Tennis

"This Is Really Weird" - Four Minutes Of Madness At Australian Open

"This Is Really Weird" - Four Minutes Of Madness At Australian Open

The first major of the tennis year is well underway. For those of us who love to wake up to the sight of live sport, the Australian Open always promises colourful fare.

Unlike the more austere events later in the calendar, the Melbourne setting seems to imbue players with greater freedom.

While World #3 Grigor Dimitrov and wild-card entrant Mackenzie McDonald played out the match of the tournament thus far this morning, a stranger sort of drama could be found in an alternate second-round tie between Matthew Ebden and Alexander Dolgopolov.

In the third game of the second set, the Australian Ebden was serving at Deuce. Having taken the first set 7-6, the Ukrainian Dolgopolov made a move toward an Ebden drop-shot when his shoe came off.

A sight that neither commentator on duty had ever seen before, the umpire, under the assumption that the shoe was an obstruction and thus a danger to Dolgopolov, called a let - halting the game mid-flow.

Seeing that Ebden had just hit a winning response to Dolgopolov's one-shoe response to that drop-shot, he wasn't happy.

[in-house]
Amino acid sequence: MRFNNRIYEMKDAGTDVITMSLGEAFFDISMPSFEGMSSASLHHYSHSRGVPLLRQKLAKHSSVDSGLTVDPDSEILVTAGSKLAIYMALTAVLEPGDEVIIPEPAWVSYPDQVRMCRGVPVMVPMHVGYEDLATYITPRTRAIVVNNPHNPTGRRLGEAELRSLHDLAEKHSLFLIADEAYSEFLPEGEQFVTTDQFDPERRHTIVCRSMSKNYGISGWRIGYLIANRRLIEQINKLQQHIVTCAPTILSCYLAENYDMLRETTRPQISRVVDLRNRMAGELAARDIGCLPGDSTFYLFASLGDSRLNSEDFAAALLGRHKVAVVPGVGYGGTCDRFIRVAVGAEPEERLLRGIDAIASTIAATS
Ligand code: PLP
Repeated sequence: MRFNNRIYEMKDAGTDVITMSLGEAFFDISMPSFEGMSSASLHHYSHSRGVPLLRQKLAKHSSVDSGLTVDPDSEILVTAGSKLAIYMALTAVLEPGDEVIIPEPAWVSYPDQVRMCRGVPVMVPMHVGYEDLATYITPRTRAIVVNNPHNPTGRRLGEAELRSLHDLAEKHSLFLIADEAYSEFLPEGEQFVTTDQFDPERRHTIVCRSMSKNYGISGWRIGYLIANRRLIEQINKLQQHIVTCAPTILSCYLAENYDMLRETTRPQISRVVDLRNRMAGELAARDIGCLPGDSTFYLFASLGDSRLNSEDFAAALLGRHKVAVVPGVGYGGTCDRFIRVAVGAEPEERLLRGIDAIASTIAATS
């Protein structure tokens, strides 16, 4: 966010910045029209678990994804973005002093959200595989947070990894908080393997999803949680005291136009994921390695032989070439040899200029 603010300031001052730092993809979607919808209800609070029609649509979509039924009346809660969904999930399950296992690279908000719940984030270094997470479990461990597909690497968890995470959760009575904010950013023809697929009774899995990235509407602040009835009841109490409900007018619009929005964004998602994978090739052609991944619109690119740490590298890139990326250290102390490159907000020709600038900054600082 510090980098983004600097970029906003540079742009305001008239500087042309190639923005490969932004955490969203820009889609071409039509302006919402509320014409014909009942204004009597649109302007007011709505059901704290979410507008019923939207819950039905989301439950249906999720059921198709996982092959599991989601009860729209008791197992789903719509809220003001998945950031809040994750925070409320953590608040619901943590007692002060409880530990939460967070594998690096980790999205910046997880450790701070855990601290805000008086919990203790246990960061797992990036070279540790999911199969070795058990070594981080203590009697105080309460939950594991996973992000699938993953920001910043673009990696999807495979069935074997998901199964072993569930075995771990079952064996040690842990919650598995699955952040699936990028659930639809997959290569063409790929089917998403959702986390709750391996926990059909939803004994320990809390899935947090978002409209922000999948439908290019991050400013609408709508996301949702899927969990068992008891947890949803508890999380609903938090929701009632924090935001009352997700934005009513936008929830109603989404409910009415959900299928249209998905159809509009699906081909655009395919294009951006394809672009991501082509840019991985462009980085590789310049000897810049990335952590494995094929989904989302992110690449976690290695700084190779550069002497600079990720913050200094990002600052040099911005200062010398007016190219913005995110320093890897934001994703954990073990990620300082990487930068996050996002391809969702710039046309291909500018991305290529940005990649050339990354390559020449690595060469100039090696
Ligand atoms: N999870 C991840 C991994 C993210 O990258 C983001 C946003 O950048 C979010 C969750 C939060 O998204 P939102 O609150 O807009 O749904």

Neither, apparently, was the umpire. Overruling her own judgement, she then informed Dolgopolov as he tried to put back on his shoe that the point would actually be awarded to the Australian Ebden, leaving him rather unhappy himself.

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While you can almost hear the commentators rummaging through a rule book to see what the protocol is in such instances, it was ultimately decided that the obstruction was caused by Dolgopolov himself, and thus was his problem.

An utterly bizarre run of events that ultimately resulted in the native player getting the point, the world #37 Dolgopolov eventually took the match in straight sets.

You can watch the event play out below.

Happy enough with his night's work, Dolgopolov set off something of a mild frenzy when he launched the infamous shoe into the crowd.

The Australian Open, you can't beat it.

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Arthur James O'Dea

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